Black lives matter. Black people have a long history of oppression and injustice . Being Asian, I don't believe that I will ever see a knee on the neck of my sons, brother, uncle, dad. I don't worry about my sons being stopped or pulled over because of their color. I don't worry that they'll be harassed or questioned walking down our street in a mostly white neighborhood. With all the worry and fear that comes with motherhood, I can't imagine the added fear of raising black sons and daughters wondering how they will be treated and what injustice they will face growing up and for the rest of their lives. I heard the easy analogy of your house being on fire and the fire department coming to fight the fire. It would be like all your neighbors saying, 'what about my house?' when their homes are not on fire. Of course the other homes are important and they do matter, but yours is the only one burning to the ground. In the Bible,  Jesus tells the parable of the lost sheep. The story was paraphrased this way by Manny Arteaga, 'There are 100 sheep but one goes missing. Jesus leaves the 99 to go after the one. 'But what about us? Don't we matter?' Of course the 99 matter but they're not the one in danger. The one is.' Black lives matter.

I am not part of white America or black America but have felt accepted by both. I was taught to be kind, respectful, and to love everyone, but also to work hard and stay safe and therefore be a productive, but silent part of society. There is too much injustice and discord in the world to stay silent and fear builds on fear. I also still feel on occasion, the sting of racism targeted at me so I’m tired of always having the mindset to make sure I somehow fit in. We all need to do and be better. I'm married to a white man and I always feel like I have to dress better and look good when we are in public. Why? So people don't question why he chose to marry an Asian woman, dumb but true and believe me, I've heard comments.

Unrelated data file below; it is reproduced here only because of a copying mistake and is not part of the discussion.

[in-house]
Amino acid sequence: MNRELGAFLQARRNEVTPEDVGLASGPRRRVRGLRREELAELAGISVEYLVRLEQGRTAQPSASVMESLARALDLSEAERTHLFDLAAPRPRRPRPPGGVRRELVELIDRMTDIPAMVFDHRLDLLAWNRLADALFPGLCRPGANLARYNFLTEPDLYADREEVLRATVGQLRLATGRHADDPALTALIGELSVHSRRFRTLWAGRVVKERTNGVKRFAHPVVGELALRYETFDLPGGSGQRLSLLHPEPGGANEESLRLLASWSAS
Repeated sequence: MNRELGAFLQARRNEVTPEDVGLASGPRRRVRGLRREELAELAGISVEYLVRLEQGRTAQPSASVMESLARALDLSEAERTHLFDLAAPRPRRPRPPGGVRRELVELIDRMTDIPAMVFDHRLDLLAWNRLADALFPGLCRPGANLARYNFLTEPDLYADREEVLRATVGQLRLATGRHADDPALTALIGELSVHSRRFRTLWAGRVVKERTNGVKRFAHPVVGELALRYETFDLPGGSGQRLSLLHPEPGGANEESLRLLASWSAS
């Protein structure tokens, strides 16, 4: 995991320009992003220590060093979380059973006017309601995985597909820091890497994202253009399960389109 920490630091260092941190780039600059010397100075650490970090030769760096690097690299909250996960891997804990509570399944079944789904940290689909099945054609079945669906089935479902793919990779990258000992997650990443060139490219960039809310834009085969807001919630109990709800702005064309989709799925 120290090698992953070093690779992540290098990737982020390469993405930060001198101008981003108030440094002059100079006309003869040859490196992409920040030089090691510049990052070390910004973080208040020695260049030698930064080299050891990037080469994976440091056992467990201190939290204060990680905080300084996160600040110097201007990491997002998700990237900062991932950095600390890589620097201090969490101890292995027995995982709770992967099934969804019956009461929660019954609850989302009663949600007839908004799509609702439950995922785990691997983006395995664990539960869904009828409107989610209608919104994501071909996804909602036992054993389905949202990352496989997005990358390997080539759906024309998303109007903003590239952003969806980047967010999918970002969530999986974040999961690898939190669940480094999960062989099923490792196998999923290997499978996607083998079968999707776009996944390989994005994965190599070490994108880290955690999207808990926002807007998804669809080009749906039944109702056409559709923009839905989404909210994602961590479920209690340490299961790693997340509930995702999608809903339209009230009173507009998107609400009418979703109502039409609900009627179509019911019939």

This is America. The reason why immigrants have flocked here is because of the freedoms and opportunities for them and their families. What makes America beautiful is that it's the 'great American melting pot' where people of all races are welcomed, but it's historical roots are steeped in anti-black actions and white privilege. I grew up hearing and reading the history about women given the right to vote, how after years of slavery, slaves were freed, how men and women fought in World Wars to maintain America's freedom, and now, here we are, still. In a recent interview, former President Obama asked the question, 'Can we see in each other a common HUMANITY, a shared DIGNITY, and recognize how our different experiences have shaped us?' It takes courage. We are one American family. Michelle Obama says, 'Race and racism is a reality that so many of us grow up to just deal with. But if we ever hope to move past it, it just can't be on people of color to deal with it. IT'S UP TO ALL OF US- BLACK, WHITE, EVERYONE-NO MATTER HOW WELL-MEANING WE THINK WE MIGHT BE, TO DO THE HONEST, UNCOMFORTABLE WORK OF ROOTING IT OUT. It starts with self examination and listening to those whose lives are different from our own. It ends with justice, compassion, and empathy that manifests in our lives and on our streets.

I am not black, I am not white, and all I want to be is Anna. In response to the systemic racism and social injustice in our country against black people-I see you, I hear you, I stand alongside of you. By nature I am a peacemaker, so in a time when everything is loud, I’ll still be soft. Let’s also remember to be kind and not judge each other as we go through these growing pains. Everyone processes things differently and judgement will only bring more division. Give grace. There will always be lots of words but until we enter into relationships-TRUE, HARDCORE, VULNERABLE relationships, with people of other races, religions, colors, we will never know, understand, and love them. Enough talk. Listen, empathize, educate then enter into relationship and just do. ‘Love justice, do mercy, walk humbly with our God.'~ Micah 6:8